One share, one vote. It’s a compelling premise for corporate governance, but it is being eroded by developments around the world, including in Europe. At LGIM, we are actively working to push back for equality.
If you bought one share in a company that had issued 100 shares, you would reasonably expect to control 1% of the voting rights in that company. If you bought more shares, you would also hope that your voting rights would increase correspondingly.
This, however, is increasingly not the case across Europe. One reason for this is the rise of so-called loyalty shares, which generally give their holders double or multiple voting rights. Such mechanisms already exist in France, Italy and the Netherlands. Belgium also recently introduced legislation on loyalty voting shares, and now Spain is seeking to do same.
There are several different ways to implement loyalty shares. In France, the 2014 Florange law facilitates the automatic award of double voting rights to shareholders who have held company shares for at least two years, unless the company and a two-thirds supermajority of shareholders are opposed (“opt-out”).
Italy has enacted a similar system, in which companies need the approval of two-thirds of shareholder votes to adopt loyalty shares in their articles of association (“opt-in”; with simple majority for six months after introduction of the law).
Overall, we find that they effectively create an imbalance of power among shareholders and are therefore problematic for minority shareholders.
Fair and equal treatment
LGIM supports the principle of “one share, one vote” whereby each investor is treated in an equitable manner. We believe this embeds the fair and equal treatment of all shareholders by allocating control in direct proportion to the level of economic interest and exposure to risk.
We support the International Corporate Governance Network’s recent push against the introduction of double voting rights legislation in Spain.
There are several lessons that we have learnt so far from the experiences of France and Italy. Firstly, double voting rights can reinforce the entrenchment of family and government holdings. Recent research on the French market highlights that “mandating double voting rights reinforces insiders’ entrenchment”. Similarly, in the Italian market “the adoption of tenured voting coupled with a tradition of ownership concentration sharply empowers controlling shareholders”. This is a key issue and appears even more problematic given that many companies in the concerned markets already tend to have significant government and family-owned shareholders.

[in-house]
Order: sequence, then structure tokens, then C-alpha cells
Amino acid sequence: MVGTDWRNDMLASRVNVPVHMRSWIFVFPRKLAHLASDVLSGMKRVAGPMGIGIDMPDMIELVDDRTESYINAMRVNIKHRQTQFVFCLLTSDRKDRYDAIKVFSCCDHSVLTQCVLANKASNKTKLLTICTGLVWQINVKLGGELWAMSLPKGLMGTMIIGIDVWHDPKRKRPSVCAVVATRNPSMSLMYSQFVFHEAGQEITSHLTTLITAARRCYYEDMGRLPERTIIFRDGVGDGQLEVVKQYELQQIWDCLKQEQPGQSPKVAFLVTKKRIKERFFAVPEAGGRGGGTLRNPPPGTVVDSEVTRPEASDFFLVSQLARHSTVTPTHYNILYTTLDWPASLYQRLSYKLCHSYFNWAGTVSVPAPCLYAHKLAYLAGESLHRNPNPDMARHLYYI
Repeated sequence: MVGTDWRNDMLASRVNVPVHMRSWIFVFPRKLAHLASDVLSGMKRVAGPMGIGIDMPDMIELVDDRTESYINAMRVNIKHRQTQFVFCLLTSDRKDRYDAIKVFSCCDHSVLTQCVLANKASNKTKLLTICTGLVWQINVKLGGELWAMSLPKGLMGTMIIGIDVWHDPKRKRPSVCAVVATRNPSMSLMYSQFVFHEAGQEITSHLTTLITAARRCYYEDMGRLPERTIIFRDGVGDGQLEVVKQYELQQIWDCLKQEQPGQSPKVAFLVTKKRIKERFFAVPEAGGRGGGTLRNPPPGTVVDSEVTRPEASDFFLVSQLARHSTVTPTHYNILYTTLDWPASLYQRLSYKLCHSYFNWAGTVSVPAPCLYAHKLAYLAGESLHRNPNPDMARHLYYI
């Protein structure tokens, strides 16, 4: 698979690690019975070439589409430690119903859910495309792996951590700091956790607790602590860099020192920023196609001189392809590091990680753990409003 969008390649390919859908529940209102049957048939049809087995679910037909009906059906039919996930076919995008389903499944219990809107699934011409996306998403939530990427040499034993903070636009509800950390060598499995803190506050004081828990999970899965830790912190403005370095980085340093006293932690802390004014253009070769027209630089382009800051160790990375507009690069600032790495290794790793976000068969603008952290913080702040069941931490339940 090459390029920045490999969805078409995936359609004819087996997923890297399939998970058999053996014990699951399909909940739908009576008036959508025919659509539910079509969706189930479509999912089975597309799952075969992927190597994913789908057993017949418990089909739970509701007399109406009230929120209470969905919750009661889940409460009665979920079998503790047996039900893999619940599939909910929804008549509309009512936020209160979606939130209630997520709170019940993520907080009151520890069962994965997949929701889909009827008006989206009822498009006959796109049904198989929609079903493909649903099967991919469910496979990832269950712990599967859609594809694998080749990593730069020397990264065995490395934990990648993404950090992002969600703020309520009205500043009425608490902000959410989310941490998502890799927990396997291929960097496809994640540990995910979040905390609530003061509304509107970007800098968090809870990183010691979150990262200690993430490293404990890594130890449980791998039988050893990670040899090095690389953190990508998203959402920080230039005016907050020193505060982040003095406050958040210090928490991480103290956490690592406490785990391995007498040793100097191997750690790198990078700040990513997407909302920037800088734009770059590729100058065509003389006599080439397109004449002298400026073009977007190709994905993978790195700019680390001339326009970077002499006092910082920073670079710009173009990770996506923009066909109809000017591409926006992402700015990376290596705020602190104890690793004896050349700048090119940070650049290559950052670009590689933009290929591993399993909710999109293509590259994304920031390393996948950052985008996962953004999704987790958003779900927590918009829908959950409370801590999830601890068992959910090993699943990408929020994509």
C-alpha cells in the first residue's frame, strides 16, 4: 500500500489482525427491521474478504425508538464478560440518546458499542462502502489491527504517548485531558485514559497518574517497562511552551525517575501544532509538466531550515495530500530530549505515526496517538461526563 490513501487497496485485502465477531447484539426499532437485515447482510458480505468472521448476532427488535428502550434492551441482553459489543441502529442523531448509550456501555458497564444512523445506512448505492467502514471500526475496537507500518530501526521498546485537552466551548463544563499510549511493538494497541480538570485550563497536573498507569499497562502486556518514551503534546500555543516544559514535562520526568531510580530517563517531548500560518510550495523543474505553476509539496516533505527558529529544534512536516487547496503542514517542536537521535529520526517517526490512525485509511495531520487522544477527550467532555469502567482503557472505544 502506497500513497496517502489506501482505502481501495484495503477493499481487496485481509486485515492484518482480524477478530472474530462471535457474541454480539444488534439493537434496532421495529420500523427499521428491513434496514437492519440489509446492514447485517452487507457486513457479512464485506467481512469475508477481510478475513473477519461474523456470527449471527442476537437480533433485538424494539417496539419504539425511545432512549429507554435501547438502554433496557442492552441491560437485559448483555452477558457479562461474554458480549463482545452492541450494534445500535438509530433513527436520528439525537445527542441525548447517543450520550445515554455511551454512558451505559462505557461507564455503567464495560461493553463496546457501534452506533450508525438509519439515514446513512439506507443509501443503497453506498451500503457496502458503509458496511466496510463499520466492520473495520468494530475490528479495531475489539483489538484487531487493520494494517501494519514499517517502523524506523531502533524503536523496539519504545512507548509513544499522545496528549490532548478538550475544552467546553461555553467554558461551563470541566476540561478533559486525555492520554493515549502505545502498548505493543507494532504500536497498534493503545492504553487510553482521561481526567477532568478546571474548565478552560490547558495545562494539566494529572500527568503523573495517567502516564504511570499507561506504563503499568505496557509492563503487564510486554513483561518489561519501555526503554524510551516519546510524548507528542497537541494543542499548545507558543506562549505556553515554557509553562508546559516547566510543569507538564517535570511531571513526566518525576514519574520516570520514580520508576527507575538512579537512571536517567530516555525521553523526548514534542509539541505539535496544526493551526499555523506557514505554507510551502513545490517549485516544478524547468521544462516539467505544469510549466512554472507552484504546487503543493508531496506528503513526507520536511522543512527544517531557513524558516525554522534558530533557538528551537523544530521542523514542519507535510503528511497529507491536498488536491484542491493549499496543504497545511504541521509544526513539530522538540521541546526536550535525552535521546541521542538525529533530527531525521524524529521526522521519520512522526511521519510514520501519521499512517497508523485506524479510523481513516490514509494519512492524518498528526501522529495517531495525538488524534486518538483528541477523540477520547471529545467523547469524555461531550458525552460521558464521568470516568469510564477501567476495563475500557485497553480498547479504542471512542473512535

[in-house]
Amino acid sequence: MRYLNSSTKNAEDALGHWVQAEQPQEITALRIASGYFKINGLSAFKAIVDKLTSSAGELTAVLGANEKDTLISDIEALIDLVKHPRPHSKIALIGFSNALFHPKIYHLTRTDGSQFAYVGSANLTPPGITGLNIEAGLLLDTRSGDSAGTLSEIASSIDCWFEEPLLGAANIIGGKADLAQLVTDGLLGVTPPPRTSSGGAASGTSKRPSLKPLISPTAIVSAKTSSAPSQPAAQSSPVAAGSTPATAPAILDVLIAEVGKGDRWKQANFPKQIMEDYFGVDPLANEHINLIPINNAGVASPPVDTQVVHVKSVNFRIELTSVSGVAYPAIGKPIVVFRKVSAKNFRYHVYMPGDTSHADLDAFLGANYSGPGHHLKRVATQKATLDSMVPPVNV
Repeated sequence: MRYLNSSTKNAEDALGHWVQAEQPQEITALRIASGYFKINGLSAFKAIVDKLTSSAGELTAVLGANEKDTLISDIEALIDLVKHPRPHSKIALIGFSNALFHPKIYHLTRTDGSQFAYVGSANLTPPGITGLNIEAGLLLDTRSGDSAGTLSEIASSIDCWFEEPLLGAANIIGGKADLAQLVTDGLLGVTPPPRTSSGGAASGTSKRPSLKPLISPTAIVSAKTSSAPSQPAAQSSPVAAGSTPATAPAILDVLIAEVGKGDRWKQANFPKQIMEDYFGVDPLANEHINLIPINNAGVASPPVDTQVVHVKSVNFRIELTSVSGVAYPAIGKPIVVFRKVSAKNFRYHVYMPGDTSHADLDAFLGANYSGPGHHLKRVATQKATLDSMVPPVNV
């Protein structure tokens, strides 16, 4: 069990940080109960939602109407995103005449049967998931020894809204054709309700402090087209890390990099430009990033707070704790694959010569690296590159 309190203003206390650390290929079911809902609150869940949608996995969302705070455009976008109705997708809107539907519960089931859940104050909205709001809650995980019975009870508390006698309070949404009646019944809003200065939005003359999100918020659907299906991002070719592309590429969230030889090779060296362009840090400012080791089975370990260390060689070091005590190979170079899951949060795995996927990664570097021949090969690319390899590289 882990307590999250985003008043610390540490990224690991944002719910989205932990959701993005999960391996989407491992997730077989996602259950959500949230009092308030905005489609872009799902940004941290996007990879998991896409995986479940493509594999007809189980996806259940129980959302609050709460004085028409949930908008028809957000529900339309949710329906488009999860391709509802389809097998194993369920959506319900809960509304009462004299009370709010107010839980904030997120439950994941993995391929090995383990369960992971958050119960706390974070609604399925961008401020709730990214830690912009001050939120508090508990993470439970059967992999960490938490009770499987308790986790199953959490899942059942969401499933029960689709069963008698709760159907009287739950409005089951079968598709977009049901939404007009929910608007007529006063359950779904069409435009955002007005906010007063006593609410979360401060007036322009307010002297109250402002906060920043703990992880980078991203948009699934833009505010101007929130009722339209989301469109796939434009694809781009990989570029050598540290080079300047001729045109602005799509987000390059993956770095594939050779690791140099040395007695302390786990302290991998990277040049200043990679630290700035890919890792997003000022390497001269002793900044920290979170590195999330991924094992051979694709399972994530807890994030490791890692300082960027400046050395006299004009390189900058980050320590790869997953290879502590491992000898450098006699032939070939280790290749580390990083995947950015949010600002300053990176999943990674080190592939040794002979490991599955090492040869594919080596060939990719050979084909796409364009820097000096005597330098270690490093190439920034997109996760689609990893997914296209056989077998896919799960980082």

Awarding these long-term investors double voting rights allows them to reinforce their influence over companies through voting power without having to increase their shareholdings. This is at the expense of other long-term minority shareholders such as LGIM, who in general already find it difficult to weigh in conversations with companies with a significant family or government shareholder.
Secondly, loyalty shares do not necessarily mean more long-termism. One of the main reasons put forward by legislators in favour of double voting rights is the fear of short-termism in financial markets. Research on the French market would suggest that loyalty voting shares do not in fact lead to more loyal shareholders. It actually found there was no significant difference in the average holding periods between firms with loyalty voting shares and firms without before and after the Florange law.
Thirdly, the system is not rewarded by the market. Research also finds that the market reacts positively to successful opt-out votes when it comes to loyalty shares. Those who failed to reject double voting rights, on the other hand, tend to deter foreign ownership and, as a consequence, increase their cost of capital .
As a large and long-term investor, LGIM believes that the equal treatment of shareholders by allocating control of a company in proportion to their economic interest is vital for a well-functioning market. Voting rights are a fundamental characteristic of equity capital. They are the central mechanism through which shareholders exercise their ownership rights and underpin investor stewardship.
Loyalty shares further afield
The weakening of the “one share, one vote” principle is not limited to Europe. US tech companies, typically those with a founder-led culture, are a prime example. Snap Inc, for instance, does not grant any voting rights to its public shareholders. It is worth noting that Snap is not included in many popular equity indices; this is something that institutional investors, including LGIM, publicly advocated.
Nonetheless, we still observe that an increasing number of index providers are relaxing their rules to remain competitive and attract those companies who do not apply the “one share, one vote” principle, at the expense of minority shareholders. As a long-term investor who works to protect our clients’ interests, we will continue to push for one share, one vote.
Marion Plouhinec is a corporate governance analyst at LGIM.